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Myofascial Release

Posted by Alicia on 1/20/99 at 00:00 (003678)

Went for my second session of Myofascial Release today. During the session the Physical Therapist discovered that I had a posterior pelvic tilt. This is throwing most of my weight onto my heels when I stand. He focused on this during the therapy session with several release techniques and at end of session, when I stood up, my weight felt more evenly distributed on my feet. I don't expect this to magically cure the PF, but I do feel that the weight is not entirely on my heels now. Verdict is out, but I am going back again next week. Anybody have any thoughts?

Re: Myofascial Release

Randy Cole on 3/06/99 at 00:00 (005305)

I have been undergoing myofascial release therapy 3x a week, now on third week. I have chronic cervical and lumbar pain. Cervical fusion. I am finding a lot of changes starting to take place. But I have to say, some of the deep tissue work is exceedingly painful. But many years of knotted, shortened fascia is hard to change overnight. It is starting to loosen up. But consistency of effort is the key.

Re: Myofascial Release

Alicia on 12/30/98 at 00:00 (002949)

Just to say that I had a form of massage therapy today by a physical therapist trained in myofascial release. It sounds a little like the therapy your MD used with you, only not invasive - just deep massage. At this point, I'm skeptical, because nothing has really worked, but I'm going to try it a couple of more times before making a judgment. I've also had the PF for about 8 years and it is unbearable at this point. I'll try to let you know how this therapy does for me.

Re: Myofascial Release

Alicia on 6/16/99 at 00:00 (007875)

Sorry took so long to respond. Myofascial Release is a form of physical therapy that works on the premise that the fascia that covers every part of your body (under skin and over bones, ligaments, tendons) can be massaged and 'released' to help the body be in a more appropriate alignment. Often, injuries that leave scars are said to cause the fascia to 'pull' into one area and a domino effect occurs, causing tightness that may pull the body out of alignment. It's a very pleasant therapy and relaxing. It was helpful to me, but not a cure.

Re: Myofascial Release

suzi on 1/20/99 at 00:00 (003682)

Alicia, this sounds similar to the message I posted about my chiropractor adjusting my hips and and sacrum. I find that the days I have my hips, sacrum and back adjusted are the days my feet feel the best
It has taken me many years to come to this place, looking somewhere else for my heel pain instead of my feet.



Re: Myofascial Release, upper body

Helen on 1/21/99 at 00:00 (003693)

Hi, just found this board today. Last April I had to give up running because of pf. I was led to a massage therapist/body structuralist (?) who said that my problem originates in my outer hip muscle. She diagnosed this by looking at my knees. When I stand on both feet in my normal stance, my right knee 'looks' to the left and my left knee 'looks' to the right. You can see this easily by looking at self in mirror. She said that your knees should 'look' straight out over your foot. Then she had me squeeze my buttocks together. Lo and behold, my knees realigned themselves over my feet. I was given a series of exercises to strengthen my outer hip muscles and was told to pay attention to my standing and walking posture (i.e., keep buttocks squeezed - this will become more natural in time). As a lousy forced exercizer, I have not been faithful to the exercises but I do try to work on my posture when I stand and walk and I find a lot of relief in doing that. I wear orthodics in Clark's shoes - had to give up my tennies. And have been told to wear only shoes that lace up or tighten up over the top of the foot. The Clarks plus orthos has been wonderful..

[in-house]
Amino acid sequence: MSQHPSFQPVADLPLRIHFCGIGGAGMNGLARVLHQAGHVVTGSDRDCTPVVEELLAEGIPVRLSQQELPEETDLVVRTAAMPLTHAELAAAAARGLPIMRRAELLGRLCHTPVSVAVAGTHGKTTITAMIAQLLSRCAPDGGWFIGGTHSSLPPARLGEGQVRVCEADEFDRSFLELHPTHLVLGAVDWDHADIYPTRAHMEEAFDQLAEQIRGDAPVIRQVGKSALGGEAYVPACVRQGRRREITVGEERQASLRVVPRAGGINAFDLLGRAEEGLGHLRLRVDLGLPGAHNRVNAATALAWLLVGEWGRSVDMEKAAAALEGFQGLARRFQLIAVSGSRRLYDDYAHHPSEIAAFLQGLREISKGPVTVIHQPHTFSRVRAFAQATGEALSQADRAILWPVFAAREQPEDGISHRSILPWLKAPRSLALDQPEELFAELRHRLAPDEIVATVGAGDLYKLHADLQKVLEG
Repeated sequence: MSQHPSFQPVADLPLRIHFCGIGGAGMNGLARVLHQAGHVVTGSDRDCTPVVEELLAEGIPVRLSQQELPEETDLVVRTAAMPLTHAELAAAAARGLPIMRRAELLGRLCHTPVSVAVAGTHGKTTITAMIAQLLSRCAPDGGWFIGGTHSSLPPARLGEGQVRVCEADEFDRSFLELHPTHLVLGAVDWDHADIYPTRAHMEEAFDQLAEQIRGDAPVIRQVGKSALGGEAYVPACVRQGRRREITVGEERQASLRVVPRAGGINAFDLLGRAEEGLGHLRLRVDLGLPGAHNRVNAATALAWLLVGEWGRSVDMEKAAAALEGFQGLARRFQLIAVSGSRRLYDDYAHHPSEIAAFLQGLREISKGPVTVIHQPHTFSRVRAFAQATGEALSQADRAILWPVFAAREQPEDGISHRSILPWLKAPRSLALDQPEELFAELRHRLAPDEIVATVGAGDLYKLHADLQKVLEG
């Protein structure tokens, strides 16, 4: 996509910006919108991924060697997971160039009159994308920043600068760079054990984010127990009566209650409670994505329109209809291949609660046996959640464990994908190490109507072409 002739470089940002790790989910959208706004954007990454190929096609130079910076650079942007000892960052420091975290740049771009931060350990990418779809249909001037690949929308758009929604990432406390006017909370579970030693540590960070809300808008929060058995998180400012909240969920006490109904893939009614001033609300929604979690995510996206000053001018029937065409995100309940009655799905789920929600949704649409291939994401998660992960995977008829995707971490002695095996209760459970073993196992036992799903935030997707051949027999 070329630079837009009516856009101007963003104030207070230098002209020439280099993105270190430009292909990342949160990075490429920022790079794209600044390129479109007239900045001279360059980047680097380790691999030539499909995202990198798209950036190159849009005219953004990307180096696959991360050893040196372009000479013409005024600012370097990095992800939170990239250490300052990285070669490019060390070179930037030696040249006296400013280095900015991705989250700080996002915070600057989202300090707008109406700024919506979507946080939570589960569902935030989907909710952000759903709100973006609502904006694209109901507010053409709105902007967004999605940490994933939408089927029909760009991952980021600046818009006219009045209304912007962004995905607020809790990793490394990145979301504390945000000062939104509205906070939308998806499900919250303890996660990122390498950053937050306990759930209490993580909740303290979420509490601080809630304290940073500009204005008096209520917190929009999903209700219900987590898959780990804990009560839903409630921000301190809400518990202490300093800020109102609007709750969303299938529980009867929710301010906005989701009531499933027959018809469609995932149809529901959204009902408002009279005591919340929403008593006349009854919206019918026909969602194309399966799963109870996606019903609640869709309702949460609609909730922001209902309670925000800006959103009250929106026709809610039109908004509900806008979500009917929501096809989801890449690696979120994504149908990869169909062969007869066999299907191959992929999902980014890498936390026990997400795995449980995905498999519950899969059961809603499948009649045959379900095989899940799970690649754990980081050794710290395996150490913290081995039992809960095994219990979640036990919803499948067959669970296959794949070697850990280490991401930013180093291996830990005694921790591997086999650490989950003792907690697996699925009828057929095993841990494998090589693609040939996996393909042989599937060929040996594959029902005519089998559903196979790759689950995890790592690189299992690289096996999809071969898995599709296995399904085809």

Re: Myofascial Release

Susan on 1/23/99 at 00:00 (003750)

Could someone please explain this to me?

Re: Myofascial Release

Randy Cole on 3/06/99 at 00:00 (005305)

I have been undergoing myofascial release therapy 3x a week, now on third week. I have chronic cervical and lumbar pain. Cervical fusion. I am finding a lot of changes starting to take place. But I have to say, some of the deep tissue work is exceedingly painful. But many years of knotted, shortened fascia is hard to change overnight. It is starting to loosen up. But consistency of effort is the key.

Re: Myofascial Release

Alicia on 6/16/99 at 00:00 (007875)

Sorry took so long to respond. Myofascial Release is a form of physical therapy that works on the premise that the fascia that covers every part of your body (under skin and over bones, ligaments, tendons) can be massaged and 'released' to help the body be in a more appropriate alignment. Often, injuries that leave scars are said to cause the fascia to 'pull' into one area and a domino effect occurs, causing tightness that may pull the body out of alignment. It's a very pleasant therapy and relaxing. It was helpful to me, but not a cure.